Sesame & Thyme Encrusted Tilapia

Super simple, super healthy.  Sesame and thyme encrusted tilapia (or halibut or swordfish or whatever white fish you get your hands on).

I adapted this recipe from Eating Well’s site (see original recipe here).  Most would argue that tilapia, like most other white fish, is healthy and very good for you; however I did just see some crazy article pressing that it is “worse for you than bacon.”  Malarkey, right?  If you know anything about this whole debate that actually makes some sense, please, leave comments below… I’d love to learn!  As far I know though, we need both omega 3’s and omega 6’s… and thus I will continue to tell myself that it is healthy for me 😉

This meal takes hardly any time to throw together at all, making it a perfect weeknight/after-work dindin.  Served with some rice and peas (which go great with most fish), it’s a simple yet tasty little meal.
At first, I thought the idea of sesame and thyme together sounded a bit mismatched.  But,  Za’atar (a Middle Eastern seasoning blend) includes both, so it’s not as far-fetched as I may have thought!  Turns out it’s pretty darn good actually.  Earthy and subtle.

Depending on how long you let it marinade for, it may become rather lemony…. so while I served mine with fresh lemon wedges on the side, you may want to try it first to make sure it’s not already lemony enough from the marination.  If you’re anything like me though, there’s really no such thing as too lemony 😉
Per serving:
1 fillet fish (about 1 lb to 1.5 lb each)
1 tbsp lemon juice (1/2 lemon squeezed)
1 tbsp olive oil
1 small garlic clove (1/2 tsp minced)
1/4 tsp black pepper
1 tbsp sesame seeds
1/2 tsp dried thyme
serve with fresh lemon wedges
Preheat oven to 450 degrees
Begin by mincing garlic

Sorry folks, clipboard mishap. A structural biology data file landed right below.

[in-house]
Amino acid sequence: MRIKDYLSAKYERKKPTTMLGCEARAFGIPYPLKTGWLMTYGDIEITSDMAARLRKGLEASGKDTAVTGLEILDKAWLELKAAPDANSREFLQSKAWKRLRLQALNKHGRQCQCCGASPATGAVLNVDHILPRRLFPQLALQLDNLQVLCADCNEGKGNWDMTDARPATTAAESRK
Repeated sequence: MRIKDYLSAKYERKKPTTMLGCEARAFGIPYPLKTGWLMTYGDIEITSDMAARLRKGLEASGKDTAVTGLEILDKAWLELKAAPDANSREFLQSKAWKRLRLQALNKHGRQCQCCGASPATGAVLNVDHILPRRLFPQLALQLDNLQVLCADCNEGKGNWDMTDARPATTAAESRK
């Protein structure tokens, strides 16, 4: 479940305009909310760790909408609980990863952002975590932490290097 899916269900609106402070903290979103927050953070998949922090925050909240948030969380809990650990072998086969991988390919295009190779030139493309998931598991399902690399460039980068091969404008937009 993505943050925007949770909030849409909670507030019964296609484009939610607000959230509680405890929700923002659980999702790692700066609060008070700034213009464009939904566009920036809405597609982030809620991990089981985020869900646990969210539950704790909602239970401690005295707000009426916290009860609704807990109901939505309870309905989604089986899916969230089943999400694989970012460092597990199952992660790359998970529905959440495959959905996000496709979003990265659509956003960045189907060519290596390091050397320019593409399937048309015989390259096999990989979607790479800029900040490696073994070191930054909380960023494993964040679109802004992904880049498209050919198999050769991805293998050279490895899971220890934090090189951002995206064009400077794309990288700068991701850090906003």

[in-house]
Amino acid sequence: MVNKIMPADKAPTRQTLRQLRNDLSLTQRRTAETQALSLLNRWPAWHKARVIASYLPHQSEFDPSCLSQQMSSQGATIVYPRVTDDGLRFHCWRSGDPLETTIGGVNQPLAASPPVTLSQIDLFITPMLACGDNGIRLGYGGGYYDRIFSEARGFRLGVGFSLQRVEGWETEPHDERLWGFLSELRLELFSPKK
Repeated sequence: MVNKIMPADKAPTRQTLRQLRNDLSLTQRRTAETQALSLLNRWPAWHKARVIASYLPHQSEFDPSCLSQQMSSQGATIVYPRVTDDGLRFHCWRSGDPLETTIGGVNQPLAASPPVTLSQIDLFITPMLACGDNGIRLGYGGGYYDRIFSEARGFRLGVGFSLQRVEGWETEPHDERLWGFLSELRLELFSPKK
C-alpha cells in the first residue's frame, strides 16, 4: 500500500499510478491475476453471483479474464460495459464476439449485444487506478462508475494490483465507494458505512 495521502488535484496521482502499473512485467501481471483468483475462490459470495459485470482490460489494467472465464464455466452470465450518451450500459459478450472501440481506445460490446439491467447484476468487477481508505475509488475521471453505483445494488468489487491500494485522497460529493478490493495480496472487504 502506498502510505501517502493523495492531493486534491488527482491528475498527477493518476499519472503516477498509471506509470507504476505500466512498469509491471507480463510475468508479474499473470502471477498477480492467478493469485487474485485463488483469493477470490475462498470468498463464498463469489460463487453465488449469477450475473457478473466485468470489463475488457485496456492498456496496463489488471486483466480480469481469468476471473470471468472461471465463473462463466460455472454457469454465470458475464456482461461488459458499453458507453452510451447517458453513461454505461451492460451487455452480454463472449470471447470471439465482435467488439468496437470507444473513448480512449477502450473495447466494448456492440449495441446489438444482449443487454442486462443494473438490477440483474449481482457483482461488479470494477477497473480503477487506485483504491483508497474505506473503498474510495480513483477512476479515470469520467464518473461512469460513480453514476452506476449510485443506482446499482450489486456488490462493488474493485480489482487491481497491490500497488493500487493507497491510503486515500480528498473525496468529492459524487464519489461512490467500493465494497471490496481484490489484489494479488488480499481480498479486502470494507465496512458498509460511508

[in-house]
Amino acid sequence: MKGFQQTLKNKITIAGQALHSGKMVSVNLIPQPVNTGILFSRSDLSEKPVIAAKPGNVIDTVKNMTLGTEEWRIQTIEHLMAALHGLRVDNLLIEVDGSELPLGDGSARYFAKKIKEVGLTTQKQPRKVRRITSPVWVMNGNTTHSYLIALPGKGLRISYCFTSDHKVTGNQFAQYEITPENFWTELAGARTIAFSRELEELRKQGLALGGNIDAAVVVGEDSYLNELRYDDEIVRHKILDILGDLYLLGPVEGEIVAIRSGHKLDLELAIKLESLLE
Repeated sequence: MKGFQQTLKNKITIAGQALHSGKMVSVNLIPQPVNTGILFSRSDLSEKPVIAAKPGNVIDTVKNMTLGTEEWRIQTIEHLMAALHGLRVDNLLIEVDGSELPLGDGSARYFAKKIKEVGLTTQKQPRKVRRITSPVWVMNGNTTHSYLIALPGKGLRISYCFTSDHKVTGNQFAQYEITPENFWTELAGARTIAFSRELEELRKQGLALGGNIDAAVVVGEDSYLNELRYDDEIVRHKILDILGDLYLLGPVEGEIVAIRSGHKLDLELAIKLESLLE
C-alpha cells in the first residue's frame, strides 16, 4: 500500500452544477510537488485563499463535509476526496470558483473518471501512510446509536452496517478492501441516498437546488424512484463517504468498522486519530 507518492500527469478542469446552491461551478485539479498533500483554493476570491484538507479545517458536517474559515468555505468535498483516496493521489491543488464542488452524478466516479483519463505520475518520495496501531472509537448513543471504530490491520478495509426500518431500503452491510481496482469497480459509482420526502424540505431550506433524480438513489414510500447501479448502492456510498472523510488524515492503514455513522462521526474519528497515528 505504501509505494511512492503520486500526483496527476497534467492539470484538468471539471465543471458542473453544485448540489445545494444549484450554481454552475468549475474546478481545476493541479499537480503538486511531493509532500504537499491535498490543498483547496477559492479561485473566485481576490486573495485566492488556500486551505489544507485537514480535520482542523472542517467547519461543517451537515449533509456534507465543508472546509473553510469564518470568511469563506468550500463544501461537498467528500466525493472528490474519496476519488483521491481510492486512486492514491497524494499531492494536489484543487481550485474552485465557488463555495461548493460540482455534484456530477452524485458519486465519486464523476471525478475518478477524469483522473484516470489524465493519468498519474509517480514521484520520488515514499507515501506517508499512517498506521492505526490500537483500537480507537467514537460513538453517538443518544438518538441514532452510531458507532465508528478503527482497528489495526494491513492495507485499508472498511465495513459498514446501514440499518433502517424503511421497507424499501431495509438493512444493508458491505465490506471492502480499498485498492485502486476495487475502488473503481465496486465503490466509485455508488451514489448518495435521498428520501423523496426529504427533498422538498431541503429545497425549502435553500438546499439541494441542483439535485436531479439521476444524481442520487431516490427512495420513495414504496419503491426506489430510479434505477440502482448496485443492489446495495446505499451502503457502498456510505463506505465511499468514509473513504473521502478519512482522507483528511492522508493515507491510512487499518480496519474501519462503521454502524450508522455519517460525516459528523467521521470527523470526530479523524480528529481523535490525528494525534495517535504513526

Mix olive oil, lemon juice, salt, pepper, and garlic into a
deep dish (big enough to hold the number of fillets you are making)
Stir together until well blended
Lay fish fillet (or fillets) in the mixture and turn to coat evenly
Let it sit in the marinade while you prepare the other ingredients
(naturally, the longer it sits, the more flavor it will absorb)
Get at least good heaping tablespoon of sesame seeds per fillet
Heat in a small frying pan over medium heat until fragrant
Shake to mix them around and prevent burning
When you can smell them, they’re toasted… but you can keep toasting until you get a darker color if you prefer
Then remove from heat
Add dried thyme to the sesame seeds
Then dump it all in a small bowl and let cool
Once you start cooking the fish, it will only take about ten minutes, so now is a good time to prep anything you want (rice, peas, salad… whatever!).  Plus, it gives the fish more time to soak up all those flavors!  But no worries if you jump right into making the fish, it should be just fine as is, too :)
Generously salt each side of the fish before coating with seeds
Lay the fish on a foil-lined baking sheet
Cover the top of the fish with the sesame-thyme coating… you want it totally crusted, so get those seeds everywhere!
Bake the fish at 450 degrees for about ten minutes, plus or minus
a few minutes depending on the size of your fish
Serve with lemon wedges and fresh thyme for garnish, if desired

Let’s Connect

Subscribe to Newsletter

About Me

Hi, I'm Natalie! I like to cook, eat, and adventure. I live in a little home with an itty-bitty kitchen, a crazy feline, and a very hungry boyfriend. Lots of cooking and devouring goes down here. Farmer's markets inspire me, as do the seasons and travel. I create simple recipes using wholesome real food. Enjoy!

Essential Oils

Essential Oils

Love essential oils? Or want to learn more about them!? Check out why I'm so in love with oils and see how they can help you, too!

My Cookbook!

My Cookbook!

The Spring edition of my Cooking with the Seasons Series is now out!! Click on the image to learn more!

Reboot Your Body!

Reboot Your Body!

Learn about how you can reboot your health and get some ideas and recipes, too! Click the Whole30 image above!!

New!!  Winter Soups!

Products I Love

my photos on tastespotting